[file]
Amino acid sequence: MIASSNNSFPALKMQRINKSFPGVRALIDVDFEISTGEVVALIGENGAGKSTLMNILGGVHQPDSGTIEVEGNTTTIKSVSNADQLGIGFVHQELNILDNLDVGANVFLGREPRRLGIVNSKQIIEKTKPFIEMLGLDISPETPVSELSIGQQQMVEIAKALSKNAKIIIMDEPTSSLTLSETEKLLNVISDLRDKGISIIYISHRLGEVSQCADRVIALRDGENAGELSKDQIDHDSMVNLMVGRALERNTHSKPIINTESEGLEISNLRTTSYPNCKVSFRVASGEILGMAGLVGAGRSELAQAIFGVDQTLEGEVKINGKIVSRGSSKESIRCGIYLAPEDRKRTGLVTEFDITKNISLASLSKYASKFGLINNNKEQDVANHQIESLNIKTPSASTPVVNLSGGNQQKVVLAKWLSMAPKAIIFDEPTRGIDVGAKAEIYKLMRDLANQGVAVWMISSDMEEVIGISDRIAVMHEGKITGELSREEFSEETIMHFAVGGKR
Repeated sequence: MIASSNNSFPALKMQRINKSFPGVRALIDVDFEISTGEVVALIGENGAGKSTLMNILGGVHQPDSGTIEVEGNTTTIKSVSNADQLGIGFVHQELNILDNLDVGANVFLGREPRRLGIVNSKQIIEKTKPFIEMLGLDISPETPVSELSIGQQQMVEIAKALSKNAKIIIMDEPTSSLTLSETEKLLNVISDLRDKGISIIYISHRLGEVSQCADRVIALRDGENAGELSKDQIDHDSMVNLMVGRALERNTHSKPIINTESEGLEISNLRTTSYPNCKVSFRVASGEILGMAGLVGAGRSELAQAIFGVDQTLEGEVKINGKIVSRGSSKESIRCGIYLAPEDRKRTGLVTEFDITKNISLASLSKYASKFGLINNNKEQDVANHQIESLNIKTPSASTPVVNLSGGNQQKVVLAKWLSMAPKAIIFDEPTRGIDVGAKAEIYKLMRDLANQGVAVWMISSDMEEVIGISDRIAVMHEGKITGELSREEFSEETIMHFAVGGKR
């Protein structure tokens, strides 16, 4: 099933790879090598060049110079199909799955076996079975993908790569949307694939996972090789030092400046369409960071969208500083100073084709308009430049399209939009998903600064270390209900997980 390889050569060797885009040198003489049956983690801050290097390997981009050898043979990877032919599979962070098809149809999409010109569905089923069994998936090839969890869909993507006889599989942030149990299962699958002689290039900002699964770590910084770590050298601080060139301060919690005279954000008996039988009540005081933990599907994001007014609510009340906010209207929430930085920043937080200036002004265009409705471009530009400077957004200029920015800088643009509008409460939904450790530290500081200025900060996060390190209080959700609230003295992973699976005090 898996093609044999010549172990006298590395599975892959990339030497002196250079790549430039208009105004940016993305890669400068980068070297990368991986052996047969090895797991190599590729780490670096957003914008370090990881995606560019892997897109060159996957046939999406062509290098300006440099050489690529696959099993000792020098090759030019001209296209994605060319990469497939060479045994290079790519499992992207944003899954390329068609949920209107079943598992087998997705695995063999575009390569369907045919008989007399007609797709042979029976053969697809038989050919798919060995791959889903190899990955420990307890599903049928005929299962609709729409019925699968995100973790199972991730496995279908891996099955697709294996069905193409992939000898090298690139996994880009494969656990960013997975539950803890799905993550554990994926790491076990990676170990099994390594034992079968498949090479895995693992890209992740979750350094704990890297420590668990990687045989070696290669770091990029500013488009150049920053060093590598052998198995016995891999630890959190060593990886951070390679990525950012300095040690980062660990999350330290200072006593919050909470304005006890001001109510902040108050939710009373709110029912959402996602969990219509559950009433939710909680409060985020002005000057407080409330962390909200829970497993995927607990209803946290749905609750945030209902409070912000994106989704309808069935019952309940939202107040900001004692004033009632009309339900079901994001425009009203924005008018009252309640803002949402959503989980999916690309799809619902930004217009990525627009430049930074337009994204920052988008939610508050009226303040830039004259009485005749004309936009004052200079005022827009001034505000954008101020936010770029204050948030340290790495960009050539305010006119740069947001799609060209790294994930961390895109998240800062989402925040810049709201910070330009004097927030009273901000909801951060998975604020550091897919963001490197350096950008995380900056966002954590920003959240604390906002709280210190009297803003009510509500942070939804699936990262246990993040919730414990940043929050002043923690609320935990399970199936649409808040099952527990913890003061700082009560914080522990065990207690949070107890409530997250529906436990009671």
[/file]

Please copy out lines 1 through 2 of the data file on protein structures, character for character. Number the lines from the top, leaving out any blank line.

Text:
Amino acid sequence: MIASSNNSFPALKMQRINKSFPGVRALIDVDFEISTGEVVALIGENGAGKSTLMNILGGVHQPDSGTIEVEGNTTTIKSVSNADQLGIGFVHQELNILDNLDVGANVFLGREPRRLGIVNSKQIIEKTKPFIEMLGLDISPETPVSELSIGQQQMVEIAKALSKNAKIIIMDEPTSSLTLSETEKLLNVISDLRDKGISIIYISHRLGEVSQCADRVIALRDGENAGELSKDQIDHDSMVNLMVGRALERNTHSKPIINTESEGLEISNLRTTSYPNCKVSFRVASGEILGMAGLVGAGRSELAQAIFGVDQTLEGEVKINGKIVSRGSSKESIRCGIYLAPEDRKRTGLVTEFDITKNISLASLSKYASKFGLINNNKEQDVANHQIESLNIKTPSASTPVVNLSGGNQQKVVLAKWLSMAPKAIIFDEPTRGIDVGAKAEIYKLMRDLANQGVAVWMISSDMEEVIGISDRIAVMHEGKITGELSREEFSEETIMHFAVGGKR
Repeated sequence: MIASSNNSFPALKMQRINKSFPGVRALIDVDFEISTGEVVALIGENGAGKSTLMNILGGVHQPDSGTIEVEGNTTTIKSVSNADQLGIGFVHQELNILDNLDVGANVFLGREPRRLGIVNSKQIIEKTKPFIEMLGLDISPETPVSELSIGQQQMVEIAKALSKNAKIIIMDEPTSSLTLSETEKLLNVISDLRDKGISIIYISHRLGEVSQCADRVIALRDGENAGELSKDQIDHDSMVNLMVGRALERNTHSKPIINTESEGLEISNLRTTSYPNCKVSFRVASGEILGMAGLVGAGRSELAQAIFGVDQTLEGEVKINGKIVSRGSSKESIRCGIYLAPEDRKRTGLVTEFDITKNISLASLSKYASKFGLINNNKEQDVANHQIESLNIKTPSASTPVVNLSGGNQQKVVLAKWLSMAPKAIIFDEPTRGIDVGAKAEIYKLMRDLANQGVAVWMISSDMEEVIGISDRIAVMHEGKITGELSREEFSEETIMHFAVGGKR